A B.C. man convicted of an online hate crime is facing strict new rules on his public expression after breaching his sentencing conditions.Arthur Topham, who ran a publication from his rural home near the central Interior city of Quesnel, was convicted in 2015 of communicating online statements that wilfully promoted hatred against Jewish people.As part of his sentence, Topham was forbidden from publishing or publicly posting information about "persons of Jewish religion or ethnic origin." But In October, a provincial court judge ruled Topham had breached that condition by creating new posts throughout 2018. Late last week, the judge sentenced Topham to a 30-day conditional sentence and three years probation for the breach, placing strict new conditions on Topham's public posts.For the next three years, Topham is forbidden from publishing or printing publicly any reference to or information about the Talmud, Zionism, Israel, and the Jewish religion, ethnicity or people.Topham is also forbidden from publicly posting the names of people he knows to be of Jewish origin. According to court documents, he will still be allowed to publicly name his wife and her family, but not to mention their ethnicity or origin. During his original trial, Topham told the court his wife is Jewish.In addition to the terms of his three-year probation, Topham will serve a 30-day conditional sentence, with a nightly curfew and a requirement to remain in B.C. He's also prohibited from having weapons, liquor, or alcohol."Justice has been served," said Ran Ukashi, National Director with B'nai Brith, a Jewish advocacy group that's been closely following the case."It serves as a deterrent for others, to realize there are consequences, there's a price to pay," said Ukashi."There are limits to … free speech and promoting hatred against identifiable groups is not on," he said."This person has been given opportunity after opportunity to not behave this way."A retired teacher now in his 70s, Topham was first charged in 2012. A website he produced featured frequent posts with anti-Semitic conspiracy theories and demonized Jewish people, according to evidence at his trial.At his original trial in 2015, Topham's lawyer argued the posts were political satire, did not incite violence, and included materials that could easily be ordered on Amazon.Topham's case was the first hate crime prosecution in B.C. in almost a decade.It drew support from the Ontario Civil Liberties Association, which champions free speech, as well as from self-proclaimed "white nationalists," who attended Topham's jury trial in the Quesnel courthouse, 700 km northeast of Vancouver. Paul Fromm helped to fund Topham's defence and covered his trial through video blogs from Quesnel. Monika Schaefer, who served jail time in Germany for Holocaust denial, also attended court.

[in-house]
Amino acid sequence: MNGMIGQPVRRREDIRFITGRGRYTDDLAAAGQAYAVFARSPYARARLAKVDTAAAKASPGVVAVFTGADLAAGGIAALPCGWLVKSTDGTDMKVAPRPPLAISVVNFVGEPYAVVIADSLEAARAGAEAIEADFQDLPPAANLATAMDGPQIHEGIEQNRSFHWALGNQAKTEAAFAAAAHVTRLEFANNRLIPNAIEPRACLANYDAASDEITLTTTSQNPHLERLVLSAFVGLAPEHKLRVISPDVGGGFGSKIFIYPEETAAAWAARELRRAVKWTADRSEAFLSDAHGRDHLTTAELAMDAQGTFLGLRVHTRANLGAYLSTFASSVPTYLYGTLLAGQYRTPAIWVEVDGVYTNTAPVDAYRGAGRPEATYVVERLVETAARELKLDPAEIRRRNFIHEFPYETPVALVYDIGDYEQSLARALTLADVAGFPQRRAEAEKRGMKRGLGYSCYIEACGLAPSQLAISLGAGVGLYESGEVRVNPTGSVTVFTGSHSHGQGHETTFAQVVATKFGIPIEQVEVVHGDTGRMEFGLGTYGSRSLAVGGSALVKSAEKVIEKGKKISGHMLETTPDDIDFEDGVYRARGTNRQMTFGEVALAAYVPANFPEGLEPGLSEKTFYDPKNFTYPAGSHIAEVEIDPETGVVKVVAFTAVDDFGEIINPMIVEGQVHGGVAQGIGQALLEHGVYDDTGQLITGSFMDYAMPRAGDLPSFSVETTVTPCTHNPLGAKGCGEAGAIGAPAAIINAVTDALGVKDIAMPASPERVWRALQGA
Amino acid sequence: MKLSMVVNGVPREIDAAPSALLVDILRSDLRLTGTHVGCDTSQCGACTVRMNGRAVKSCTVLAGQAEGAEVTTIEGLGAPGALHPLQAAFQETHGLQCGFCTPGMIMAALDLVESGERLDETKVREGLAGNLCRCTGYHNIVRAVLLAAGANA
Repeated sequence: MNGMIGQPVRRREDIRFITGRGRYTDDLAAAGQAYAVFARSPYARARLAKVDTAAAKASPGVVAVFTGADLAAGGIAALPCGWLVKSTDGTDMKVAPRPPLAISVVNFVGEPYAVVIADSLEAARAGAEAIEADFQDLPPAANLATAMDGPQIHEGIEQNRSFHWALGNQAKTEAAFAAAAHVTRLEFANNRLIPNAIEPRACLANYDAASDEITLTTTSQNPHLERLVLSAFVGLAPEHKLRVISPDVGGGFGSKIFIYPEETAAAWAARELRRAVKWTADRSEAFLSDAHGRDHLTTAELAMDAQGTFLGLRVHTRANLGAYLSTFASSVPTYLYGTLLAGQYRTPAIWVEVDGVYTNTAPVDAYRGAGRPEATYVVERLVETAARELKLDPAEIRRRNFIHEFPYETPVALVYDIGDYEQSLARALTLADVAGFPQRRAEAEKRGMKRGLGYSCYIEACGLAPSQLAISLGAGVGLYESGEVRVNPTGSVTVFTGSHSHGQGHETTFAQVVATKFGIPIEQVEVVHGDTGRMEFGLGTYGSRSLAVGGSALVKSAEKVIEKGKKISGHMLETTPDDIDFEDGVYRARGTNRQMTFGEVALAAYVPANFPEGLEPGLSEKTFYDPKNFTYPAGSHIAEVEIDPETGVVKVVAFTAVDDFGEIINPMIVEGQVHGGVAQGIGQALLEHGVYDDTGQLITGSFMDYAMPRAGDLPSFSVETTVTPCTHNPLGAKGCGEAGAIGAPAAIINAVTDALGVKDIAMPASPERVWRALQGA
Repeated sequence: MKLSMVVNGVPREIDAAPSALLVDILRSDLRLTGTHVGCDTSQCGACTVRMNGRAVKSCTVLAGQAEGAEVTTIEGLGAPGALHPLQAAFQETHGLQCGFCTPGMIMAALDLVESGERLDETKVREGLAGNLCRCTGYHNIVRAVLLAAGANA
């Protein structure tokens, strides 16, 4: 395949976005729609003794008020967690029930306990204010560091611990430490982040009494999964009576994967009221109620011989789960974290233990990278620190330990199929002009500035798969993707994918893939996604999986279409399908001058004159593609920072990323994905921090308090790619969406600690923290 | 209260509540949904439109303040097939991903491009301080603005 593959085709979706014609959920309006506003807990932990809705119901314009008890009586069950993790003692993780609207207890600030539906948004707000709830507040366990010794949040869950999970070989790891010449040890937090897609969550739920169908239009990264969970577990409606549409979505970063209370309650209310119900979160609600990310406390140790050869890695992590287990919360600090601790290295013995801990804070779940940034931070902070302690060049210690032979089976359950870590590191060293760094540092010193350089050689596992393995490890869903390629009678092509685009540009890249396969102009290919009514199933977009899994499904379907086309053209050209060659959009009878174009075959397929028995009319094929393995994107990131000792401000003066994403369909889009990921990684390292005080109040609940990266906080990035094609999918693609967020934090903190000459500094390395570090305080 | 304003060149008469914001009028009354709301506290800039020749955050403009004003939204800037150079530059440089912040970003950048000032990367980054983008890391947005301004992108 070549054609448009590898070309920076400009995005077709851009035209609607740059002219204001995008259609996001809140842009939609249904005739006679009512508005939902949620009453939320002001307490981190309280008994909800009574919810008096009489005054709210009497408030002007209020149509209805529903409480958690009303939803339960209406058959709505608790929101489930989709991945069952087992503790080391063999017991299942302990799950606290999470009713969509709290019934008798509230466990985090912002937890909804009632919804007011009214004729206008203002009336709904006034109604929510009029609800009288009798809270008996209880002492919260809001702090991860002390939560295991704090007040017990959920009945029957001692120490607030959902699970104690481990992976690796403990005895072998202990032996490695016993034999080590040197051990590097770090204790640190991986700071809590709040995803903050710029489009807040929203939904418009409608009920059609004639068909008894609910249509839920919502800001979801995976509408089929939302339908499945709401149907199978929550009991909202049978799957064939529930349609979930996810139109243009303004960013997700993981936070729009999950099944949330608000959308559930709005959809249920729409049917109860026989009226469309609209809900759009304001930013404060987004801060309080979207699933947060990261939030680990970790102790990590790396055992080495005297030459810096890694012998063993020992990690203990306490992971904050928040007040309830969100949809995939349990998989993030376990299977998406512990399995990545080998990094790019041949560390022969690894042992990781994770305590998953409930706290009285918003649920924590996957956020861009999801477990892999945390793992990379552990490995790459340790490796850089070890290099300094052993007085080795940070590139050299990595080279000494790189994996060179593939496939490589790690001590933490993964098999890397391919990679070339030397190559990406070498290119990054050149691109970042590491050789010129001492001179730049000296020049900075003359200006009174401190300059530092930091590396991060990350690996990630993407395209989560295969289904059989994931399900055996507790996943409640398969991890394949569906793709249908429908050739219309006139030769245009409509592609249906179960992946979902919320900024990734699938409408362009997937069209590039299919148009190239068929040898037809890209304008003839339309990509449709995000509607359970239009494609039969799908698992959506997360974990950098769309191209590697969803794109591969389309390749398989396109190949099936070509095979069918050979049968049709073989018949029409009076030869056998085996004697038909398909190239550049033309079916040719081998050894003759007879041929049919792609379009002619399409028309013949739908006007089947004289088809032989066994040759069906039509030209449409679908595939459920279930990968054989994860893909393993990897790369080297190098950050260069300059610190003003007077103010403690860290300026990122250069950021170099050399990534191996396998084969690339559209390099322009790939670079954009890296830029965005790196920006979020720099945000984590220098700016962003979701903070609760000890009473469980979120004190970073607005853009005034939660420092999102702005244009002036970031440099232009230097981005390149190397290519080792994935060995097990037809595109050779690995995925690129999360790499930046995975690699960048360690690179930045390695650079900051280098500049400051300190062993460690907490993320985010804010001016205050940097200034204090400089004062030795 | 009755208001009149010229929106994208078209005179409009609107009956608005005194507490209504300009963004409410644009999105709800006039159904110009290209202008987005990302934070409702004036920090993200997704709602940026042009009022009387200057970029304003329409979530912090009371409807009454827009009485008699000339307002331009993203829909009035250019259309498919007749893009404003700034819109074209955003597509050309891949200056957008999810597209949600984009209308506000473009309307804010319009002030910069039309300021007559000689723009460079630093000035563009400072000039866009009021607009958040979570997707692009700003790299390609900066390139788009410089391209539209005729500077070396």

TORONTO — Long before the first snowflake has hit the ground in Toronto, Catherine Choi is already planning for the holiday season.It's the busiest sales period for her trio of Hanji Gift shops, but this time, they'll be closed.Lockdown restrictions that went into effect in Toronto and Peel Region on Monday have forced small businesses to close their brick-and-mortar locations while COVID-19 continues to spread.That means Choi will have to rely on curbside pickup and e-commerce to sell her array of cards, notebooks and other paper goods, but big box stores like Walmart and Costco will be allowed to stay open and offer the same products because they also stock essentials like groceries.It's a policy some small business owners worry could result in a slump in sales or worse: the death of their business and their own financial ruin."I stand behind public health officials because … they're making decisions to keep everybody safe, but it is frustrating that stores like Walmart and Loblaw are able to profit … during a time when small businesses are shutting down and it's not fair," Choi said"We're going to lose the foot traffic of people just going to Koreatown because there's so many cute little stores … and we have a lot of older customers who don't believe in online shopping."Choi's worries come as the country's largest organization of small businesses is calling on the Ontario government to allow all non-essential small retailers to open for in-store sales, but with very limited capacity.The Canadian Federation of Independent Business, which represents more than 110,000 small- and medium-sized companies, suggests the government could keep stores open and people safe by limiting the number of staff and customers at any given time, and encouraging shoppers to pre-book their visits."If it is dangerous to buy a book at an independent bookseller, why isn’t it dangerous at Costco?” questioned CFIB president Dan Kelly in a release.“The lockdown restrictions have created a massive unfair advantage for many big, multinational corporations."The CFIB called out Costco and Walmart specifically. Neither responded to a request for a comment.Hudson's Bay Co. kept its flagship Queen Street store in Toronto open on Monday. Despite the bulk of its products being non-essential, the company argued it sells essential items like food and appliances and has a Pusateri's grocery store.But the company sent The Canadian Press an email Monday evening saying that while choosing to stay open was "in line with the province's direction," it had decided to close the store.HBC President Iain Nairn told a virtual audience at a Retail Council of Canada event on Monday the lockdown is unfair e government hasn't made public any data showing COVID-19 is spreading at stores.Ontario premier Doug Ford's office referred requests for comment to the ministry of health, which said in an email that big box stores are impacted too because they have to limit capacity to 50 per cent. "To be clear, moving regions into a lockdown is not a measure this government takes lightly," a ministry spokesperson said in an email. "We continue to closely monitor the evolving situation to advise if and when public health measures need to be adjusted."If the government doesn't change its policy, Kelly warns that many small businesses won't survive. The CFIB estimated earlier in the year that 160,000 businesses across the country may permanently close due to COVID-19. It believes that number could climb all the way to 225,000 if restrictions persist.When Ford introduced the lockdown policy on Friday, he pleaded for people to support small businesses.“Please shop local," he said. "If you are shopping online I know it can be easy to go with Amazon, but please remember you can get the exact same product from local stores."Ford also doubled the province's investment in small business supports to $600 million for personal protective equipment and other forms of relief.Chris Korwin-Kuzynski, the chairman of the Lakeshore Village BIA and a former city councillor, was disappointed by the advantages big box stores are getting through Ford's approach."There is a clear mistake there because some of the small businesses could continue to operate with staggered people coming in just like a Walmart does or a grocery store or a Canadian Tire," he said. "Why do they all get the business and then the small little people don't get the business?"Instead, small businesses have been left to contend with fewer shoppers, constantly changing restrictions and a struggle to shift operations online.Choi has spent much of her time lately getting new products onto Hanji's website and while her online business has seen a bump, it pales in comparison to what she'd be making if her stores were open.She misses the personal aspect of her business like gift wrapping items for customers, learning about who they are buying for and hearing about which products are their favourites. She's hopeful they'll keep supporting her despite the tough times and changes, but she's already accepted that this year will be "very different." — with files from Brett Bundale in Halifax and Anita Balakrishnan in Toronto.This report by The Canadian Press was first published Nov. 23, 2020.Tara Deschamps, The Canadian Press